Patronage, theatre and spectacle in the Roman colleges in the Baroque Era

Aldo Roma

Since the second half of the sixteenth century, Rome was home to a large number of colleges appointed to the education of the aristocracy and merchant bourgeoisie’s scions not only from Rome, but also from the rest of Europe. This polarization process on the capital of Christianity was further strengthened by the flourishing of the national colleges – i.e. the Greek, the English, the Scottish, the Irish, the Maronite colleges. The management of these institutions was assigned to the secular clergy and, especially, to religious orders (Jesuits, Escolapios, Somascans).

It is well known that – from the inclusion of scenic practice and its regulation with the Jesuit Ratio studiorum (1599) – theatre and the ludi dramatici occupied a significant place in the life of the colleges, and the moral and cultural education of their disciples. The immense dramaturgy of the college theatre has been broadly investigated as a pedagogic and paraenetic device of Counter-Reformation origin. In fact, little consideration has been given to the material aspects of these events, and an assessment of their significance in relation to the complex context of Roman Baroque spectacle has yet to be scrutinised.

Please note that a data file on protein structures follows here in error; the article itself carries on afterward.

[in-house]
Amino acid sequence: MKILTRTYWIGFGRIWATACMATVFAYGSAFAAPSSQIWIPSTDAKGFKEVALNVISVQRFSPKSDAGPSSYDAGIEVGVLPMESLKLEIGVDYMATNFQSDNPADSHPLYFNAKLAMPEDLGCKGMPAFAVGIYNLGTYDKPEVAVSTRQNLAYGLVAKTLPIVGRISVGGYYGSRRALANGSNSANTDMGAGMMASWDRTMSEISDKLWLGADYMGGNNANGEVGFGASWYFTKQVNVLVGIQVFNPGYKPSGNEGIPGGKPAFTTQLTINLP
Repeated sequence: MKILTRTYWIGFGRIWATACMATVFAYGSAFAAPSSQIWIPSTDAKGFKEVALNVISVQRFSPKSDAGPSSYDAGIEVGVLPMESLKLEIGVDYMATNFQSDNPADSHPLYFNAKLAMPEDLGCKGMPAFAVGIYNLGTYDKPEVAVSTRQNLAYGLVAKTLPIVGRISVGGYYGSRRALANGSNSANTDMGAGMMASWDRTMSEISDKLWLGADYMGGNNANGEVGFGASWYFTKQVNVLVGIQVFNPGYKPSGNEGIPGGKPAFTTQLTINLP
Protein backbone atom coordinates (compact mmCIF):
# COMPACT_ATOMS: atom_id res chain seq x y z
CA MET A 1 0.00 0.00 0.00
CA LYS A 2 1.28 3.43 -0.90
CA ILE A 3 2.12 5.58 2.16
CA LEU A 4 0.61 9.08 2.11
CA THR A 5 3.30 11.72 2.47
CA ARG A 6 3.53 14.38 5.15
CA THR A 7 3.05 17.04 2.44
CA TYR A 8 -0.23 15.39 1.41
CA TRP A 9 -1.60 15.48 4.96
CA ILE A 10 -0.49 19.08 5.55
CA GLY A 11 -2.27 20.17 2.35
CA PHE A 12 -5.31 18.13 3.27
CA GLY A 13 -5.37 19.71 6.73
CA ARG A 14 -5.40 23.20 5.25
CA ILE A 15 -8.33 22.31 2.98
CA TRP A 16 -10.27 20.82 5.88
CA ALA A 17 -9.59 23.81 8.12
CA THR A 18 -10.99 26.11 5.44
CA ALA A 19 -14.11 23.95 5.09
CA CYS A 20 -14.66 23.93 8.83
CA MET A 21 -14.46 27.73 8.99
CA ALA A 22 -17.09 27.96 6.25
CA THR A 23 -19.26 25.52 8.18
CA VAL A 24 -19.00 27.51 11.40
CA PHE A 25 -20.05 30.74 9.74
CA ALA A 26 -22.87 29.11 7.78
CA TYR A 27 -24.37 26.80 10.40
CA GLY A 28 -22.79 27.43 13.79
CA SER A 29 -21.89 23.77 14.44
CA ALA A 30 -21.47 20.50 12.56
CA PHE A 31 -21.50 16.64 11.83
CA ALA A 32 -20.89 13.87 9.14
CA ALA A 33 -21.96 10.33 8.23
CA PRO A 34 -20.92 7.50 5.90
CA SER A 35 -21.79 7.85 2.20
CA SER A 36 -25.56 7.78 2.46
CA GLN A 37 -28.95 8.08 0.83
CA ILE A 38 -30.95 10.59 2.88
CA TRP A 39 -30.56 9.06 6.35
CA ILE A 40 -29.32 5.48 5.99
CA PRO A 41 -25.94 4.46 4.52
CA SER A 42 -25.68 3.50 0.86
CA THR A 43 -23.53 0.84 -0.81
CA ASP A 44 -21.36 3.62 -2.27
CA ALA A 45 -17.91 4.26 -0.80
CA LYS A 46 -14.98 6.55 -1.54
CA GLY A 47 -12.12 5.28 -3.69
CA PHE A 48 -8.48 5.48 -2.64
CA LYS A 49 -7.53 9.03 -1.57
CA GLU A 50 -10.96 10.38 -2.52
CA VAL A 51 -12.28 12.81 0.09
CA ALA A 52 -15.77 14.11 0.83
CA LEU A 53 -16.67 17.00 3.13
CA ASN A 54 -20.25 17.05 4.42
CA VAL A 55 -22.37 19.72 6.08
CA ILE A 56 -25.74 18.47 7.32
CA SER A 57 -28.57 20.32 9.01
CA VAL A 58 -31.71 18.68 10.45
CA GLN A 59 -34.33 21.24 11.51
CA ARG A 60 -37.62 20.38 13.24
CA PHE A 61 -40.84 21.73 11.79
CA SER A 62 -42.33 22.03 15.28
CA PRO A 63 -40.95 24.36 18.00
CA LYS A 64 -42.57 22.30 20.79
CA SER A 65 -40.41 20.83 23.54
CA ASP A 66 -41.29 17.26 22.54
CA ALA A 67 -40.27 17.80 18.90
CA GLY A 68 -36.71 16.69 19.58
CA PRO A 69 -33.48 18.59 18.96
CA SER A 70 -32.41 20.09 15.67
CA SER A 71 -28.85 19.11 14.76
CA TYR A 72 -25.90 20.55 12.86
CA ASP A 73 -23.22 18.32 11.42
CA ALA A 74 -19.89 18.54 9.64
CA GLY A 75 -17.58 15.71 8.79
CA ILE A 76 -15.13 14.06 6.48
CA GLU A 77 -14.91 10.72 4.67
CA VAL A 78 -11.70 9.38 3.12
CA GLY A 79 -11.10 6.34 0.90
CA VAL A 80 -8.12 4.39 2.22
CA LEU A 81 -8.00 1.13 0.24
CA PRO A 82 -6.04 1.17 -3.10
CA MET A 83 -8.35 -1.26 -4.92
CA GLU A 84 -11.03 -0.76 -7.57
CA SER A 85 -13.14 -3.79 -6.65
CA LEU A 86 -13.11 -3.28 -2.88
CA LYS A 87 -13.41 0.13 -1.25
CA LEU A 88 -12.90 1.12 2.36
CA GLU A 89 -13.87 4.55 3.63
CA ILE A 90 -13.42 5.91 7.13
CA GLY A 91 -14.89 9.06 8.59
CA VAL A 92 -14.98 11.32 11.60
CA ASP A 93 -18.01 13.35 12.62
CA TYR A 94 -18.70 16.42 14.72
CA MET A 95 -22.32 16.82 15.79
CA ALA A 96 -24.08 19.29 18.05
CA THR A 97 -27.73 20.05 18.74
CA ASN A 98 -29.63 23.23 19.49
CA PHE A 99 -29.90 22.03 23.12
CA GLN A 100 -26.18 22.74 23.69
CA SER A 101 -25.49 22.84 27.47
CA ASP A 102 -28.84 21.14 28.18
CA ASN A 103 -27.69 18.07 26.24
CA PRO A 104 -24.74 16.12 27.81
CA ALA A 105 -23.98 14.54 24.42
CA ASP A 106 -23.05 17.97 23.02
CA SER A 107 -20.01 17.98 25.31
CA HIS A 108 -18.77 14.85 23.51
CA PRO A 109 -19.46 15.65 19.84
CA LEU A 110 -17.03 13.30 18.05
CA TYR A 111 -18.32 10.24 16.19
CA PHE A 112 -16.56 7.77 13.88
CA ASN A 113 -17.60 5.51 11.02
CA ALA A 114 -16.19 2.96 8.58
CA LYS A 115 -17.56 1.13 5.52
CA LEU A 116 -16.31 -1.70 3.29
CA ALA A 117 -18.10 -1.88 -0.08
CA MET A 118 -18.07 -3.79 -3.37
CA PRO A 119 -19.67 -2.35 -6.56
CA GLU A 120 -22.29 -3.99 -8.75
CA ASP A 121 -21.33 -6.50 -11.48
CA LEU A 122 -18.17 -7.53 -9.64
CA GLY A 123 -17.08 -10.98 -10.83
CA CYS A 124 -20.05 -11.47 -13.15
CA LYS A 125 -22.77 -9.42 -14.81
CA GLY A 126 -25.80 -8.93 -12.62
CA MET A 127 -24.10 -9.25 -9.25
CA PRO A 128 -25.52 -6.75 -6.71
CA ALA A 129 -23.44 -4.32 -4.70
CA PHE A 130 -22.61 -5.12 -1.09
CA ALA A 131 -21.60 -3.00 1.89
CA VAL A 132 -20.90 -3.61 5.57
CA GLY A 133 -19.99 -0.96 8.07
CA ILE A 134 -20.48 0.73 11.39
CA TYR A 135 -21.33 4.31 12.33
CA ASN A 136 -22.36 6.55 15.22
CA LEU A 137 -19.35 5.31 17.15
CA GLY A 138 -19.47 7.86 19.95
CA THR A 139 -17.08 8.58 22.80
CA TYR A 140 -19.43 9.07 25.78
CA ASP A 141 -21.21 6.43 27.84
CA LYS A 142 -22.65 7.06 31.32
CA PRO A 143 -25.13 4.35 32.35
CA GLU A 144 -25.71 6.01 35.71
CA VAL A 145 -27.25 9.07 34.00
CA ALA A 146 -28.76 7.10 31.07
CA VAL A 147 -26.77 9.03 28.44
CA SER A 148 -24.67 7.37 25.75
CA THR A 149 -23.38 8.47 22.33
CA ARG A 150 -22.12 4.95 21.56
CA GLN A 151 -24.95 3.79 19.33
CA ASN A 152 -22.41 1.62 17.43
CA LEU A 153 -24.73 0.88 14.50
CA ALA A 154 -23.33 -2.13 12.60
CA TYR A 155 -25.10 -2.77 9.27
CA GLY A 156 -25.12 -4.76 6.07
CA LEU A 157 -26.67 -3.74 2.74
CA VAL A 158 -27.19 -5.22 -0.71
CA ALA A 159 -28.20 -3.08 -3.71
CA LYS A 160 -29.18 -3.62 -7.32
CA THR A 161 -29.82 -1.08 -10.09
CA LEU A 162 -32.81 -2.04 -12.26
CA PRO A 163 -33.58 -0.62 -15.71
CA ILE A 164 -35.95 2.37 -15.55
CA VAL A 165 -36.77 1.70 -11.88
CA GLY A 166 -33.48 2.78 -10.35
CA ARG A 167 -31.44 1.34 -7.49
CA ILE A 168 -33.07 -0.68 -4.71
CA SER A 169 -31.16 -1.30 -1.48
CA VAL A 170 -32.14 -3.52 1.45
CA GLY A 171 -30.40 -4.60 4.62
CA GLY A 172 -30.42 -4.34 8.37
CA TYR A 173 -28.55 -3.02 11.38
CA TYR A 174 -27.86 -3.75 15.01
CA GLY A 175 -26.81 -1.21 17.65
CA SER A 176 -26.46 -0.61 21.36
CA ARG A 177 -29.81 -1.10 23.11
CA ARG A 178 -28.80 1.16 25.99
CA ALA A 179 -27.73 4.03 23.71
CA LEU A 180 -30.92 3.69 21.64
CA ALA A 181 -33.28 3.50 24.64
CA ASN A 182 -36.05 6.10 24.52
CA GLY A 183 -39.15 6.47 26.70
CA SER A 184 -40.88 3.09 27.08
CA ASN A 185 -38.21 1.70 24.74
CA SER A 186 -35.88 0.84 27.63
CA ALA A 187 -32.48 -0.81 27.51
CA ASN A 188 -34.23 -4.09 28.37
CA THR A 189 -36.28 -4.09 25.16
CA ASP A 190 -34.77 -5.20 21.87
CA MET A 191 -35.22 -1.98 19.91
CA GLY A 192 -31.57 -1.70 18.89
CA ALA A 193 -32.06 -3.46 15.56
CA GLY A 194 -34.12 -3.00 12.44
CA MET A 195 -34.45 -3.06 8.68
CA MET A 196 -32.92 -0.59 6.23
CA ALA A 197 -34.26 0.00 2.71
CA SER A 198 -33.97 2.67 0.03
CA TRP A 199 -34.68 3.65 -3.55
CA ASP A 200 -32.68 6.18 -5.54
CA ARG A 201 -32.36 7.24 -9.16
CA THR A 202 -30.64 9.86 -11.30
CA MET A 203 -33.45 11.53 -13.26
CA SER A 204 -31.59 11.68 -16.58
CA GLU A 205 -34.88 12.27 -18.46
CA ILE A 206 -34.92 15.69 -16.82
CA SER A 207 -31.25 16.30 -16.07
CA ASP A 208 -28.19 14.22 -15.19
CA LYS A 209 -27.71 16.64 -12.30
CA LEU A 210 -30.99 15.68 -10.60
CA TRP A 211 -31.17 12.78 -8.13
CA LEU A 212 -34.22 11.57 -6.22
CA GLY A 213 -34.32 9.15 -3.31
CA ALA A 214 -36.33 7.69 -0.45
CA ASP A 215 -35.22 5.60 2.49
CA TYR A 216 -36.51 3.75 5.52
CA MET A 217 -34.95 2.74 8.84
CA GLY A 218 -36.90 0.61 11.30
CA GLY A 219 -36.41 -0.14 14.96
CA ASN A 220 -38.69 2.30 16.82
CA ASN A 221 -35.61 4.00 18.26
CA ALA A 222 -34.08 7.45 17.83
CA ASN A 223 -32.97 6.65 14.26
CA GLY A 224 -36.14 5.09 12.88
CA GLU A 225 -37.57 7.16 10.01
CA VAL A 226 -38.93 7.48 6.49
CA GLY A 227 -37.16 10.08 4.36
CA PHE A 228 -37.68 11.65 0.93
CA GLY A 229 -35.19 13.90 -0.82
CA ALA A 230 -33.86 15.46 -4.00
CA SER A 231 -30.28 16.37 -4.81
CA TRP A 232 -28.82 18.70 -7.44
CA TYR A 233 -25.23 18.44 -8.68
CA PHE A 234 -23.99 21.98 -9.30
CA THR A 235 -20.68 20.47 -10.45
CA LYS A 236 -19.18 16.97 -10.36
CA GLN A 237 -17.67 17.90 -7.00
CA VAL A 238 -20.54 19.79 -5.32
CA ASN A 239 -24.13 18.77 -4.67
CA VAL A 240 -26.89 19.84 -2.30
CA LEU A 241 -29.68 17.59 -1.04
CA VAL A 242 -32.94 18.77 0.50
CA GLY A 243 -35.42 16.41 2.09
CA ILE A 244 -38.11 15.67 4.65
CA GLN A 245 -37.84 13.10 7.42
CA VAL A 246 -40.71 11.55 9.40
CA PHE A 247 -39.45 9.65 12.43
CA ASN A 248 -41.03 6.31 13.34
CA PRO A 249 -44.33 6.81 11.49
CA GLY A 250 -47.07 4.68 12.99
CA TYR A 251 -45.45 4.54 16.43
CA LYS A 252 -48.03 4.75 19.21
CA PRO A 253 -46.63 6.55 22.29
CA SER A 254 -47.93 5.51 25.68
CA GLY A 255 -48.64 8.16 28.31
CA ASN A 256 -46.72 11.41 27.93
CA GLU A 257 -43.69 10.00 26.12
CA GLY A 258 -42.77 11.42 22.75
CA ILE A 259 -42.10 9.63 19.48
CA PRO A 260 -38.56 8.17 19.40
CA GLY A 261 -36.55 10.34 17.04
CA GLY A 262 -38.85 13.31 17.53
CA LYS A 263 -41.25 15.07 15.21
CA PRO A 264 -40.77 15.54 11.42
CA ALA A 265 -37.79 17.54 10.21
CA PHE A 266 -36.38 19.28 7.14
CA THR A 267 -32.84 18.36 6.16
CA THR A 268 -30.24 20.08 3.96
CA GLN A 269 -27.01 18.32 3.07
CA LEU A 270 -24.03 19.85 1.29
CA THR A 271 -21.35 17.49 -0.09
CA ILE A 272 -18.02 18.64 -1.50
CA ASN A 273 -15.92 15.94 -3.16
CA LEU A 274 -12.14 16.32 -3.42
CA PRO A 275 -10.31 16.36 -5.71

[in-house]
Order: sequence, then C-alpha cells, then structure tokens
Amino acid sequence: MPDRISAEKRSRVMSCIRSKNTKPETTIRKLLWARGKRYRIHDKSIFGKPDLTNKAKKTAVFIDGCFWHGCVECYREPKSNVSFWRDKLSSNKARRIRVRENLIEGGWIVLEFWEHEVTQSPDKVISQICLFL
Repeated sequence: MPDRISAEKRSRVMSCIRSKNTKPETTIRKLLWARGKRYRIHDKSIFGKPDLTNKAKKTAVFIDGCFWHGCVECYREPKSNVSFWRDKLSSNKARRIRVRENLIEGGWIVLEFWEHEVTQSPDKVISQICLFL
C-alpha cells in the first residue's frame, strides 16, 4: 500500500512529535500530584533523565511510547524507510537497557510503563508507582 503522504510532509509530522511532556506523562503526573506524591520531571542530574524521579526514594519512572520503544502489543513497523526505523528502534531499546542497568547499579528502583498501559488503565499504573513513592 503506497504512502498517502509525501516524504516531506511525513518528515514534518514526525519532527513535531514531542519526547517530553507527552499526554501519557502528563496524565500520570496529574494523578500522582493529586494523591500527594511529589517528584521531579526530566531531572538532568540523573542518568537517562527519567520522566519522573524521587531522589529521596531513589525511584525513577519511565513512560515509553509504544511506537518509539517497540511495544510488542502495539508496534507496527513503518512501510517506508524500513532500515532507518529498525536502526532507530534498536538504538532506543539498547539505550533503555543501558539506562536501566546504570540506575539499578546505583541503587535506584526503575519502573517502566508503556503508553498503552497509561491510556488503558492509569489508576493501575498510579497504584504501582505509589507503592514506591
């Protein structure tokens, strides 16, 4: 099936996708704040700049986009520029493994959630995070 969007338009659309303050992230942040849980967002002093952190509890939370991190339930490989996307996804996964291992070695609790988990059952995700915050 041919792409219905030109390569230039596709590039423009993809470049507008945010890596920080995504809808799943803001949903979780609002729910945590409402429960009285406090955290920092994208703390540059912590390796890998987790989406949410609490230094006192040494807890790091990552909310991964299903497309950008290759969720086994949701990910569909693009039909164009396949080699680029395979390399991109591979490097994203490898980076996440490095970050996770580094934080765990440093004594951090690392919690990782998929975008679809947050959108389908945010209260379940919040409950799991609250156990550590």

The aim of this research is to study the theatre and spectacular events in the Roman colleges between 1644 and 1740. A preliminary analytic map will display and relate people (authors, composers, coraghi, actors, set designers, choreographers, protectors, patrons and dedicatees), places (colleges’ great halls, refectories and courtyards, theatres, churches’ aisles), festive and spectacle forms and protocols (theatrical and musical performances, academic assemblies, feste teatrali, graduation ceremonies), and special occasions (carnival, Catholic liturgical calendar days of celebration, official visits of princes, cardinals and ambassadors). A subsequent archival investigation will examine the role of the aristocratic families in the material realisation of these events and their symbolic implications.